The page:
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CHICAGO (JGL) – Pope Francis on Wednesday (Jan. 13) urged the Catholic faithful to respect other religions during remarks before leaders of four largest religious communities integral to the life of Sri Lanka: Buddhism, Hinduism, Islam and Christianity.


During an interreligious and interfaith meeting at Bandaranaike Memorial International Conference Hall in Colombo, Sri Lanka, the Pontiff invoked the Second Vatican Council, where the Catholic Church declared her deep and abiding respect for other religions. She (the Catholic Church) “rejects nothing of what is true and holy in these religions. She has a high regard for their manner of life and conduct, their precepts and doctrines.” (Nostra Aetate, 2). For my part, I wish to reaffirm the Church’s sincere respect for you, your traditions and beliefs.”


Catholics only make up about six percent of the 21 million Sri Lankans. Buddhists make up the majority while the rest are Hindus, Islams and Christians.


Also on hand at the meeting was the Most Venerable Itthapane Dhammalankara Maahanayake Thero, who said, “The love of the mother towards her child is neither Buddhist nor Christian. It is maternal. In the same way, the values such as love, self-sacrifice, kindness, peace and friendship, or the evils such as hatred, anger, jealousy and pride, do not belong to a special religion. They are values and evils, which belong to humanity.”


The first Argentinian Pope also thanked Bishop Cletus Chandrasiri Perera and to the Venerable Vigithasiri Niyangoda Thero “for their kind words.”


Pope Francis said the Catholic Church is cooperating with all people of good will to seek the welfare of Sri Lankans and hopes that his visit will “encourage and deepen the various forms of interreligious and ecumenical cooperation which have been undertaken in recent years.”





He said there is a need for full and forthright presentations for dialogue and encounter to be effective so it will open avenues for “mutual esteem, cooperation and indeed friendship.”


The positive developments in interreligious and ecumenical relations can bring about healing and unity to Sri Lanka, whose men and women have been victims of civil strife and violence for a quarter of century.


“Men and women do not have to forsake their identity, ethnic or religious, in order to live in harmony with their brothers and sisters,” the Pope stressed.


He said religious beliefs must never be allowed to be abused in the cause of violence and war. We must be unequivocal in challenging our communities to live fully the tenets of peace and co-existence for each religion and to denounce acts of violence when they are committed.”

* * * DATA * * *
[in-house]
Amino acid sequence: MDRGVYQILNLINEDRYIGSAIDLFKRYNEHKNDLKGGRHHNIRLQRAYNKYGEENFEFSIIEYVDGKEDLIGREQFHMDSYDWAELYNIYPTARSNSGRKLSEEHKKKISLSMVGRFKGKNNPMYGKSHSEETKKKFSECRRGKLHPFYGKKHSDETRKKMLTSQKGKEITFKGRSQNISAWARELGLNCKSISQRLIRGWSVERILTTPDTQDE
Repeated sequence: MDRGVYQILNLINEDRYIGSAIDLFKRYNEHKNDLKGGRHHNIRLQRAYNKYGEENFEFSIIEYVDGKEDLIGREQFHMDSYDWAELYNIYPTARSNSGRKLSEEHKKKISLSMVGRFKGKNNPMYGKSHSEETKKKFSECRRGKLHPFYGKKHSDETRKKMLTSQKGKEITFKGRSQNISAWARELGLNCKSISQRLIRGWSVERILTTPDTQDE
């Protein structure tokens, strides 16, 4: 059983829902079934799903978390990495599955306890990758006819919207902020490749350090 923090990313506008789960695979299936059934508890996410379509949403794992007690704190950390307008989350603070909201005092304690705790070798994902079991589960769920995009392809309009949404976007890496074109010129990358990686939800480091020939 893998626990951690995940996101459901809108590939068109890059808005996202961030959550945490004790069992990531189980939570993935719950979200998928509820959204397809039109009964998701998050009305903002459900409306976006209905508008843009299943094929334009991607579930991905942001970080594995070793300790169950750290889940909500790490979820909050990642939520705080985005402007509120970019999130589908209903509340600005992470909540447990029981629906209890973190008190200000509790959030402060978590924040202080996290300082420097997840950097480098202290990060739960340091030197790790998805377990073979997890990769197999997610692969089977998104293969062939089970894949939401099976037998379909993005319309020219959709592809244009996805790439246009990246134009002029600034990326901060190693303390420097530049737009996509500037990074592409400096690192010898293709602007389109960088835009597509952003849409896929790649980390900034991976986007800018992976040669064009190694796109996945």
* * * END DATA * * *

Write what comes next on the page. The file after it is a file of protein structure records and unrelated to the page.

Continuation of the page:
Brother Carmelo Cortez, who is part of the Filipino Papal delegation, summed up the message of the Pope during the two-day visit to Sri Lanka: “Katatapos lang ng presidential elections sa Sri Lanka. (Sri Lanka had just held a divisive presidential elections.) The people need healing.” 


He added, “Huwag tayo humusga (kung) nakikita nating (may) nagnanakaw sa kaban ng bayan dahil tayong lahat ay matatawag na isang magnanakaw kung lagi tayo nagtitira at nagtatapon ng mga pagkain sa plato. Isang uri ito ng pagnanakaw sa mga nagugutom natin kapatid na naghihirap.” (Let’s not judge others if we see people stealing from the government because we ourselves are as guilty as thieves if we leave a lot of leftovers in our plate and throw them in the trash. This is one form of stealing from the poor, who are deprived of food from their plates.)


Brother Carmelo, a Marian visionary, was a recent guest in several churches in Chicago, Illinois, where he met this reporter. He sent this reporter a video clip ( showing a group in Rome praying for the safety of the Pope in his Asian trip last Sunday (Jan. 11), and other photos during the trip, and a copy of the remarks of Pope Francis.


On Thursday, the Pope heads to the Philippines, the largest Roman Catholic country in Asia and third largest in the world, for the final leg of the journey.
In Tacloban, he'll comfort victims of the devastating 2013 Typhoon Haiyan, which left more than 7,300 people dead or missing, displaced some 4 million and turned a huge densely populated region into a wasteland.
Millions of Filipinos are expected to turn out for his events, possibly surpassing the record five million who turned out for the last papal visit by St. John Paul II in 1995. Themes Francis is expected to raise are related to the family, poverty and the environment. (This email address is being protected from spambots. You need JavaScript enabled to view it.)


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